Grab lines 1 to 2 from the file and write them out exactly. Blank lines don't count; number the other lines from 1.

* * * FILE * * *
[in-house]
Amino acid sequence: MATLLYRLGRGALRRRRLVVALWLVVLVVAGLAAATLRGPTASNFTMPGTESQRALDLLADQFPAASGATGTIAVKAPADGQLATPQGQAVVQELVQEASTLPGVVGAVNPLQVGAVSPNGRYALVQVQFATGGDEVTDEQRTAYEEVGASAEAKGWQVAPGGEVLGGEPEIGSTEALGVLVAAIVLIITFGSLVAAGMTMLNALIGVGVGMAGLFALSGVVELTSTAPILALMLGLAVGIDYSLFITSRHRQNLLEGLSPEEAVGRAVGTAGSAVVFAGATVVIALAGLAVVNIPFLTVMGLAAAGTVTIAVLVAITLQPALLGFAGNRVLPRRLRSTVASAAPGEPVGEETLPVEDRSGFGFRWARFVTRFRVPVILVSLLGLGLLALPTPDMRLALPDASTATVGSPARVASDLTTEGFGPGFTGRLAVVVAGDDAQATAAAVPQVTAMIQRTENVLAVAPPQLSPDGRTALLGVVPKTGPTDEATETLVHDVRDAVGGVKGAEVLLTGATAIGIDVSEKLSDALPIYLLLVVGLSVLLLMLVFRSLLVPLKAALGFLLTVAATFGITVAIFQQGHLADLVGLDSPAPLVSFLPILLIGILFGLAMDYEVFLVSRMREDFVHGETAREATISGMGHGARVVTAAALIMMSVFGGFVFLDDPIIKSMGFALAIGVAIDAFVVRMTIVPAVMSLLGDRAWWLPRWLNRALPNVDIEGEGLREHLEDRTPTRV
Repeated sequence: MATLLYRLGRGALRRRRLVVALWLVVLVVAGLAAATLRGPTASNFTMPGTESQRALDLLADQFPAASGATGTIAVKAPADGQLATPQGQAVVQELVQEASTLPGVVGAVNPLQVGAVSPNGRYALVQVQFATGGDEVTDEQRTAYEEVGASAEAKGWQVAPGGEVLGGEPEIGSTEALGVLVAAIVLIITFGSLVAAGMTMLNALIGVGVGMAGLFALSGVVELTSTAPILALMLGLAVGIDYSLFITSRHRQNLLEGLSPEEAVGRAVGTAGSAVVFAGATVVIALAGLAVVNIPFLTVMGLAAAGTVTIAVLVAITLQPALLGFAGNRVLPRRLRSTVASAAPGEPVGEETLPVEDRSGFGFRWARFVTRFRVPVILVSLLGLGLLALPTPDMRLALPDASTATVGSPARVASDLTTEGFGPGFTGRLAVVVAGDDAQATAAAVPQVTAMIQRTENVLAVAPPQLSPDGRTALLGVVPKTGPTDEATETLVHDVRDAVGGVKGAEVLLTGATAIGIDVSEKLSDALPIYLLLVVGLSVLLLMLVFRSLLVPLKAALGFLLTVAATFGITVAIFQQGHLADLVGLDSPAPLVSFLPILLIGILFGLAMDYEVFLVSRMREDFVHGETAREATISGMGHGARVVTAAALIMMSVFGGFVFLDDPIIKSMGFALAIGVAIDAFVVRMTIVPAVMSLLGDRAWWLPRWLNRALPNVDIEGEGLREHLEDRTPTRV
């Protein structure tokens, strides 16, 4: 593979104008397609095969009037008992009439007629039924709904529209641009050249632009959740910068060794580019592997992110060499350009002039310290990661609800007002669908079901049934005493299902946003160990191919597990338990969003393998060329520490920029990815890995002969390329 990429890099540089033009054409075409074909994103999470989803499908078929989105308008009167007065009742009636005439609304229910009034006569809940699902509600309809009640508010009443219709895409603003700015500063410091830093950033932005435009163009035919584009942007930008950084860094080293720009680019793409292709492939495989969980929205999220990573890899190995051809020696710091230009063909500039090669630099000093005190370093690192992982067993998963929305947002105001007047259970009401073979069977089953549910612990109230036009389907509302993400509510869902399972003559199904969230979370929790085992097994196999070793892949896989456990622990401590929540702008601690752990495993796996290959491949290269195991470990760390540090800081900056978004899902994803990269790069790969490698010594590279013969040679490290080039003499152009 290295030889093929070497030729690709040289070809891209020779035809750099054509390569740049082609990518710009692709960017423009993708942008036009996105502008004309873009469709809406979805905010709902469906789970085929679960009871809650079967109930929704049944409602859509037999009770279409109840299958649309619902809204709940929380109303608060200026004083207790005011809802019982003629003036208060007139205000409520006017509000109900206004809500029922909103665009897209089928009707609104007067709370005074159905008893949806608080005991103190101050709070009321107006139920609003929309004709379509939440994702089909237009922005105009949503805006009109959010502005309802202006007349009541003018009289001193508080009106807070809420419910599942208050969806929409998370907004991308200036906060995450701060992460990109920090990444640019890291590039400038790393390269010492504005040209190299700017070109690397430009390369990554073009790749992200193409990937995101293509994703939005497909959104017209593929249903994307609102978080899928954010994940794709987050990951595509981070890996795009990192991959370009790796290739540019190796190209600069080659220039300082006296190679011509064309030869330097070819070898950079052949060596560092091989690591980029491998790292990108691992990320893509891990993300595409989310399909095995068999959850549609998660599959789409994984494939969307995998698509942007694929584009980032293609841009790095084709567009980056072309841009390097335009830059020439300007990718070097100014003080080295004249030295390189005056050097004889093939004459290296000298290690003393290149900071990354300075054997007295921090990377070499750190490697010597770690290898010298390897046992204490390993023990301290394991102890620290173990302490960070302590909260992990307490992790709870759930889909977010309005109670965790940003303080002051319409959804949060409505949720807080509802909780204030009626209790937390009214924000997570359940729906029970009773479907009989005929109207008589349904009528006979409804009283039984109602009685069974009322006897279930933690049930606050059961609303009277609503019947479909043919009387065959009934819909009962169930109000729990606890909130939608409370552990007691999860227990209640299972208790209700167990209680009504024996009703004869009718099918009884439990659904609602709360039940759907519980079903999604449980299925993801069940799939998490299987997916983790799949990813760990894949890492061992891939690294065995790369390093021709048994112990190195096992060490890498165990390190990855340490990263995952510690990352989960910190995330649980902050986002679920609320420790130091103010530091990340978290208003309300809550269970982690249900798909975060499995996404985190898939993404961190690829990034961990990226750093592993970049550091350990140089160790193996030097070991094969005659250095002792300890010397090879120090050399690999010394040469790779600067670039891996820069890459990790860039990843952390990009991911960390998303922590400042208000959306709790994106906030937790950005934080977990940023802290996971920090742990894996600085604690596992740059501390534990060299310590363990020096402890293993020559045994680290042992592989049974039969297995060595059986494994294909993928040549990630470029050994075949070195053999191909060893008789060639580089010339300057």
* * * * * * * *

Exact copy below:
[in-house]
Amino acid sequence: MATLLYRLGRGALRRRRLVVALWLVVLVVAGLAAATLRGPTASNFTMPGTESQRALDLLADQFPAASGATGTIAVKAPADGQLATPQGQAVVQELVQEASTLPGVVGAVNPLQVGAVSPNGRYALVQVQFATGGDEVTDEQRTAYEEVGASAEAKGWQVAPGGEVLGGEPEIGSTEALGVLVAAIVLIITFGSLVAAGMTMLNALIGVGVGMAGLFALSGVVELTSTAPILALMLGLAVGIDYSLFITSRHRQNLLEGLSPEEAVGRAVGTAGSAVVFAGATVVIALAGLAVVNIPFLTVMGLAAAGTVTIAVLVAITLQPALLGFAGNRVLPRRLRSTVASAAPGEPVGEETLPVEDRSGFGFRWARFVTRFRVPVILVSLLGLGLLALPTPDMRLALPDASTATVGSPARVASDLTTEGFGPGFTGRLAVVVAGDDAQATAAAVPQVTAMIQRTENVLAVAPPQLSPDGRTALLGVVPKTGPTDEATETLVHDVRDAVGGVKGAEVLLTGATAIGIDVSEKLSDALPIYLLLVVGLSVLLLMLVFRSLLVPLKAALGFLLTVAATFGITVAIFQQGHLADLVGLDSPAPLVSFLPILLIGILFGLAMDYEVFLVSRMREDFVHGETAREATISGMGHGARVVTAAALIMMSVFGGFVFLDDPIIKSMGFALAIGVAIDAFVVRMTIVPAVMSLLGDRAWWLPRWLNRALPNVDIEGEGLREHLEDRTPTRV